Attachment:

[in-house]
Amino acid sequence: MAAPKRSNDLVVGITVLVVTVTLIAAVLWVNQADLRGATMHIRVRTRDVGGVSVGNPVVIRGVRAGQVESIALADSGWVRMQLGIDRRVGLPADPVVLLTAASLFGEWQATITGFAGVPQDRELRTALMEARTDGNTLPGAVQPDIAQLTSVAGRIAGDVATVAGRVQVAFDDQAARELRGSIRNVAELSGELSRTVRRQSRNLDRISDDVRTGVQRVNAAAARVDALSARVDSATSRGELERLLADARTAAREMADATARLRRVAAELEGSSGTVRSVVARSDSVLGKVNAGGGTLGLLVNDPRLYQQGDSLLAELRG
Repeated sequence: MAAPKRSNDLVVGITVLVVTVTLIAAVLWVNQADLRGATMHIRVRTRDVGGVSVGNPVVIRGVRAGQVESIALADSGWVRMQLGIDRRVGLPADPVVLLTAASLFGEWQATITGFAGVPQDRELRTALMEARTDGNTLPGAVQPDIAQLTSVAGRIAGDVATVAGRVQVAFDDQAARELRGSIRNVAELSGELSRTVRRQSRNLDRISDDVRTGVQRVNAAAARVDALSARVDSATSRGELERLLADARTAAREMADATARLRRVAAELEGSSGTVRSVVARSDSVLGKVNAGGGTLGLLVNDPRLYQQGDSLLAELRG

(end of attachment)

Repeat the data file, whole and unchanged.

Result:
[in-house]
Amino acid sequence: MAAPKRSNDLVVGITVLVVTVTLIAAVLWVNQADLRGATMHIRVRTRDVGGVSVGNPVVIRGVRAGQVESIALADSGWVRMQLGIDRRVGLPADPVVLLTAASLFGEWQATITGFAGVPQDRELRTALMEARTDGNTLPGAVQPDIAQLTSVAGRIAGDVATVAGRVQVAFDDQAARELRGSIRNVAELSGELSRTVRRQSRNLDRISDDVRTGVQRVNAAAARVDALSARVDSATSRGELERLLADARTAAREMADATARLRRVAAELEGSSGTVRSVVARSDSVLGKVNAGGGTLGLLVNDPRLYQQGDSLLAELRG
Repeated sequence: MAAPKRSNDLVVGITVLVVTVTLIAAVLWVNQADLRGATMHIRVRTRDVGGVSVGNPVVIRGVRAGQVESIALADSGWVRMQLGIDRRVGLPADPVVLLTAASLFGEWQATITGFAGVPQDRELRTALMEARTDGNTLPGAVQPDIAQLTSVAGRIAGDVATVAGRVQVAFDDQAARELRGSIRNVAELSGELSRTVRRQSRNLDRISDDVRTGVQRVNAAAARVDALSARVDSATSRGELERLLADARTAAREMADATARLRRVAAELEGSSGTVRSVVARSDSVLGKVNAGGGTLGLLVNDPRLYQQGDSLLAELRG